Friday, June 9, 2017

No Soup For You!

“No soup for you!”

The reference of course is to the soup Nazi in the Seinfield television series. His name is Al Yegeneh. You can still buy his soup should you find yourself in New York or New Jersey.

However, it is not Al who we are interested in.

We instead are interested in Robert Bertrand, the CEO of Soupman, Inc, a company that licenses Al’s likeness and recipes. Think franchise and you are on the right track.

Bertrand however has drawn the ire of the IRS. He has been charged with disbursing approximately $3 million of unreported payroll, in the form of cash and stock.

The IRS says that $3 million of payroll is about $600,000 of unpaid federal payroll taxes.    

Payroll taxes – as we have discussed before – have some of the nastiest penalties going.

And that is just for paying the taxes late.

Do not pay the taxes – as Bertrand is charged – and the problem only escalates. He faces up to five years in prison. His daughter co-signed a $50,000 bond so he could get out of jail.

BTW the judge also ordered him to hire an attorney.

COMMENT: I don’t get it either. One of the first things I would have done was to hire a tax attorney.

I have not been able to discover which flavor of stock-as-compensation Soupman, Inc used, although I have a guess.

My guess is that Soupman Inc used nonqualified stock options.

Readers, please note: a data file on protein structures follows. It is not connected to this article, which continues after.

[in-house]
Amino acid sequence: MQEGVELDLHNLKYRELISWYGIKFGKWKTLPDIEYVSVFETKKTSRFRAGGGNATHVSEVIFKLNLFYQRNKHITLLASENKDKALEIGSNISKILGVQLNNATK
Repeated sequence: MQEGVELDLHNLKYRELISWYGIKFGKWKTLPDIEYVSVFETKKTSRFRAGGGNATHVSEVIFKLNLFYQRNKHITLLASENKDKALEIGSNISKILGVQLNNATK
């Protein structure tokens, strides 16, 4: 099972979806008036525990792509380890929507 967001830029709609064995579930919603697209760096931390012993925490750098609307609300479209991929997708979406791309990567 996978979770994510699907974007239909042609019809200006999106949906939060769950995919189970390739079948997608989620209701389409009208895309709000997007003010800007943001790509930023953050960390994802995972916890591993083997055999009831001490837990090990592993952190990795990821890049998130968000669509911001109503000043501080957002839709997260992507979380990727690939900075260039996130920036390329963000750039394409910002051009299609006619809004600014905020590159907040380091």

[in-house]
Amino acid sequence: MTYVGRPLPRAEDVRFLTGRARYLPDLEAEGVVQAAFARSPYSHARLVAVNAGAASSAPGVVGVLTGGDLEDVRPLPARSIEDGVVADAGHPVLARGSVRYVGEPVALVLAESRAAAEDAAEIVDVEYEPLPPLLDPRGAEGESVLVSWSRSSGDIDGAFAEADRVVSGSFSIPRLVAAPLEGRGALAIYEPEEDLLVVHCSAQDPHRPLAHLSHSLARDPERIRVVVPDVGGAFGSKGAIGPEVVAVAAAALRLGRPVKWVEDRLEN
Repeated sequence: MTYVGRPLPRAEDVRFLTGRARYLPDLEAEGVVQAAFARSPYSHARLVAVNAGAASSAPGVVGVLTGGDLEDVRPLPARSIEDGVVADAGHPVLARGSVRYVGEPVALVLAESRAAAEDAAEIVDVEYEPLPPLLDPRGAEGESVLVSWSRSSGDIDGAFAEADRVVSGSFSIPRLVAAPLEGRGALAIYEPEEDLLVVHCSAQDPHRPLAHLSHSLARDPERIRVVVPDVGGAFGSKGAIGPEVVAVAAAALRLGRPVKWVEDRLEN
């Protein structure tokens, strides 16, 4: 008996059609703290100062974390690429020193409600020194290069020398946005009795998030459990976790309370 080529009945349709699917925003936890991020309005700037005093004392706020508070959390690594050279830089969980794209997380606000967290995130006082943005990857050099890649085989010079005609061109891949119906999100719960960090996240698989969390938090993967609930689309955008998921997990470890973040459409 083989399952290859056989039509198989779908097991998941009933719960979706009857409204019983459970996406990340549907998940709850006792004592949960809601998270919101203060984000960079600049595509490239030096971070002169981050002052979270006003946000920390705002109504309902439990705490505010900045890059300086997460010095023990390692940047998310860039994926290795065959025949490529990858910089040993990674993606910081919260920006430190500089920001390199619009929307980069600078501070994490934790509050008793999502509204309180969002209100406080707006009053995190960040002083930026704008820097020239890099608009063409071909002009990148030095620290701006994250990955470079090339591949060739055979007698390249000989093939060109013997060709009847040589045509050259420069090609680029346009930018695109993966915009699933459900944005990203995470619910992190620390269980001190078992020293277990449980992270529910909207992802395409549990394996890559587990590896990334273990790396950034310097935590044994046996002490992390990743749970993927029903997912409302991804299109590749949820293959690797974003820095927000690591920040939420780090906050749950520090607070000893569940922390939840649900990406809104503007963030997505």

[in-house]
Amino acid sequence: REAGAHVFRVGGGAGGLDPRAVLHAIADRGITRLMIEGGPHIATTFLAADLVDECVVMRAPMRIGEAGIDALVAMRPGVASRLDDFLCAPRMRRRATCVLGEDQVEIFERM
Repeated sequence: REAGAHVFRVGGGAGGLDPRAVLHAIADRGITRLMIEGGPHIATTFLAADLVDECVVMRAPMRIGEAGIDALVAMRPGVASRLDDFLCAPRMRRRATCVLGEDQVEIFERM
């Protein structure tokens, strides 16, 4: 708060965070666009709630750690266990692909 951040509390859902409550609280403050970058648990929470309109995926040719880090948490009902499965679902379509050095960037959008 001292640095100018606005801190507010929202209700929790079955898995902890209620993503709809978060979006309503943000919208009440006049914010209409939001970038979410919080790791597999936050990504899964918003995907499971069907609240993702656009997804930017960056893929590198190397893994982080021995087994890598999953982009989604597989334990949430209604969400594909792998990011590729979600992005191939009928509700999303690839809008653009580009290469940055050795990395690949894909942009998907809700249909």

COMMENT: There are multiple ways to incorporate stock into a compensation package. Nonqualified options (“nonquals” or “NSO’s”) are one, but qualified stock options (“ISO’s”) or restricted stock awards (“RSA’s”) are also available. Today we are talking only about nonquals.

Using nonquals, Soupman Inc would not grant stock immediately. The options would have a delay – such as requiring one to work there for a certain number of years before being able to exercise the option. Then there is the matter of price: will the option exercise for stock value at the time (not much of an incentive, if you ask me) or at some reduced price (zero, for example, would be a great incentive).

Let’s use some numbers to understand how nonquals work.

  • Let’s start with a great key employee that we are very interested in retaining. We will call him Steve.
  • Let’s grant Steve nonqualified options for 50,000 shares. Steve can buy stock at $10/share. As the stock is presently selling at $20/share, this is a good deal for Steve.
  • But Steve cannot buy the stock right now. No, no, he has to wait at least 4 years, then he has six years after that to exercise. He can exercise once a year, after which he has to wait until next year. He can exercise as much of the stock as he likes, up to the 50,000-share maximum.
  • There is a serious tax trap in here that we need to avoid, and it has to do with Steve having unfettered discretion over the option. For example, we cannot allow Steve to borrow against the option or allow him to sell the option to another person. The IRS could then argue that Steve is so close to actually having cash that he is taxable – right now. That would be bad.